Canada’s longest running compassion club has steered clear of an impending eviction, as it renews its legal action and the lease at its original 826 Johnson Street location for three more years.
In a response to an existential threat from British Columbia’s provincial pot squad, the Victoria Cannabis Buyers Club is arguing its medical cannabis business is under federal jurisdiction and the community safety unit must halt enforcement against the club until its exemption file is resolved with Health Canada.
Based on this argument, JFK Law Corporation — the law firm representing the club — came to an agreement with the VCBC’s landlord Skipper Properties Ltd. to extend the club’s lease after the firm sent letters to officials arguing against the legitimacy of eviction.
The club argues that the federal government is the one making a decision regarding its exemption from the Cannabis Act, as medical weed falls under the jurisdiction of Health Canada and not the province. The community safety unit, tasked with cannabis compliance under the Ministry of Public Safety, threatened the landlord last month with fines up to $50,000 and jail time if the club’s lease was renewed.
“We are trying to tell the community safety unit that we are outside of their jurisdiction, that we are applying for a Health Canada exemption for medical purposes and that they should stop any further punitive actions against us pending the results of our negotiations with Health Canada,” VCBC founder Ted Smith told Mugglehead in a phone call.
The club has written a letter to the CSU asking it to halt any further actions against it until it gets a response from government. The same explanation was sent to the landlord’s legal team to convince them to let the club stay.
“The landlord’s lawyer has agreed that the arguments we have are reasonable enough for them to continue leasing the property hopefully without fear of the CSU coming after us or the landlord,” Smith explains. “And if we do, in the new lease we have accepted the responsibility for any fines that the landlord may face if the CSU does decide to go that route.”
VCBC applying for ‘broad’ exemption to operate during negotiation process
The exemption the VCBC is asking for is a pretty broad one, Smith says, which would allow the club to continue uninterrupted while starting negotiations with Health Canada to work toward full compliance in all the areas it can.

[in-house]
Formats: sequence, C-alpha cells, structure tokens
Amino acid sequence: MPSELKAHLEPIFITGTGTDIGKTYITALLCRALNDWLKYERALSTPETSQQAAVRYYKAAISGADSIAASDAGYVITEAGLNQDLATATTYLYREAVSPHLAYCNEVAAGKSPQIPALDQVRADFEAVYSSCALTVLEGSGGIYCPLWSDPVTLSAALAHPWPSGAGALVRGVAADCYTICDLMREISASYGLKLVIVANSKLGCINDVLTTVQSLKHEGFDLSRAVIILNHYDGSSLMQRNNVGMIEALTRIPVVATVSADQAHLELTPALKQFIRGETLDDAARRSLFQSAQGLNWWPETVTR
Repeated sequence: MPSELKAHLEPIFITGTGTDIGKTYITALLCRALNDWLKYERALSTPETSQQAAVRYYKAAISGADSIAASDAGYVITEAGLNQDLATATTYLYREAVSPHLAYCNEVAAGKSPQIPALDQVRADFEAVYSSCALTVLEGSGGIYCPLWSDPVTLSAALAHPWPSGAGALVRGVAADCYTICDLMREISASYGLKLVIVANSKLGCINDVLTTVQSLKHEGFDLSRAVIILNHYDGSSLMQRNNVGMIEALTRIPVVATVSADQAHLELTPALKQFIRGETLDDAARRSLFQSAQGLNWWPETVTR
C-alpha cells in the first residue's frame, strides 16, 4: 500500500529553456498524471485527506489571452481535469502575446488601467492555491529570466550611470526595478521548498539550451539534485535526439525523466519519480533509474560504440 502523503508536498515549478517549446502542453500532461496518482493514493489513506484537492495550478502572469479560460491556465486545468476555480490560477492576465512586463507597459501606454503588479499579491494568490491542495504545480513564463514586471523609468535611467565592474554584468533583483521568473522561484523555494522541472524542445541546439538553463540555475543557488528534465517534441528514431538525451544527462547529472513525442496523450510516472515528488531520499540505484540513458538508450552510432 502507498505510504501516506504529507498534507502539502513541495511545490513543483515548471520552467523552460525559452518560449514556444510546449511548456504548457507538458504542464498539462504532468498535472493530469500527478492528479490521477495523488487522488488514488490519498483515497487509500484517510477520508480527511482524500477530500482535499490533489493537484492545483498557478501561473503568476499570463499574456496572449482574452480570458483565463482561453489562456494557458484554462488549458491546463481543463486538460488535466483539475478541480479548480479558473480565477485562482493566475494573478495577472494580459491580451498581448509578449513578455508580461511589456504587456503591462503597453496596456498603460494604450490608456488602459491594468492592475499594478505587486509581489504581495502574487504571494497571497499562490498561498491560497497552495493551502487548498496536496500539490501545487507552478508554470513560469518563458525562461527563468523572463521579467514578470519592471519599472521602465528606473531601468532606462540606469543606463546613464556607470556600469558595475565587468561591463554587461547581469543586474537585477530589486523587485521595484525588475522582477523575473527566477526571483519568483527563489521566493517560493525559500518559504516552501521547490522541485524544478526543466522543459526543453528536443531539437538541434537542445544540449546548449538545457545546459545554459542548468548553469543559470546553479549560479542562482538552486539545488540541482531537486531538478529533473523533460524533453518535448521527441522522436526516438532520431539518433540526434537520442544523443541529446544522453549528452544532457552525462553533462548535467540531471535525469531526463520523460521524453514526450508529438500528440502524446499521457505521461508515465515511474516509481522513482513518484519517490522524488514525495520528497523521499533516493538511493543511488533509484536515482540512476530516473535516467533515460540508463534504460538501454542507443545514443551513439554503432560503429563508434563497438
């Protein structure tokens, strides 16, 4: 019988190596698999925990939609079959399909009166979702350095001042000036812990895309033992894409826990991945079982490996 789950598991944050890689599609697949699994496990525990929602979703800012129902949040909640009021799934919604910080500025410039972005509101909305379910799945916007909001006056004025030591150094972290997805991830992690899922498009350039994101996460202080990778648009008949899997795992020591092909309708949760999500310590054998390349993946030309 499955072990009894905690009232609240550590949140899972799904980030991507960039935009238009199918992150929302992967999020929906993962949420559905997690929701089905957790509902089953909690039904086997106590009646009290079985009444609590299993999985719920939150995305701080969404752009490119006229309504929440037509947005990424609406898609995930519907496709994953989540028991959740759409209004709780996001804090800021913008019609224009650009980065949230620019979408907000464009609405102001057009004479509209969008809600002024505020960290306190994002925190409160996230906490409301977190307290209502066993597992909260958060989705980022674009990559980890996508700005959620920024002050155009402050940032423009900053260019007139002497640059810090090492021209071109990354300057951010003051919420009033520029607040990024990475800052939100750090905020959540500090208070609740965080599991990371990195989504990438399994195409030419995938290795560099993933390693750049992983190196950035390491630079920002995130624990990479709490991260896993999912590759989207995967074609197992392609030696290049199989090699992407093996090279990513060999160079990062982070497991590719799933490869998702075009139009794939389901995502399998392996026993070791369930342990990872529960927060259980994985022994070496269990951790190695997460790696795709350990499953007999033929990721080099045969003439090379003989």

“And then try to change the laws in areas that we wont be able to comply with,” he continues. “There is a host of different laws that don’t fit with what we are doing, some of them we can compromise on and some of them we just simply can’t and they will have to be changed. Like the limits on THC — there is no compromise in there.”
Smith is referring to restrictions such as the limit on edibles to 10 milligrams of THC per unit. In order to serve patients the amounts it deems necessary for treatment at a cost clients can afford, the club won’t compromise on its ability to offer products with much higher THC concentrations than the law currently allows.
The club is calling for letters of support from anyone wanting to help to be sent to the Times Colonist, Victoria’s longest-running daily newspaper.
“We need to flood the Times Colonist with letters to ensure the depth of our support in town is clear to the editorial department and hopefully, if they print several letters of support, it will reach the politicians as well, ” the VCBC wrote in a statement.
The club says it expects a backlash from the BC Public Safety Minister Mike Farnworth, unless its collective lobbying efforts and legal arguments convince him and the CSU to back off.
“Whether it is in the form of another raid or fine or some other punitive measure, there will likely be a negative reaction within the bureaucracy at the very least.”
The VCBC says its legal team is finalizing the last details, but will be sending its exemption application to Health Canada this week.
Top image via the VCBC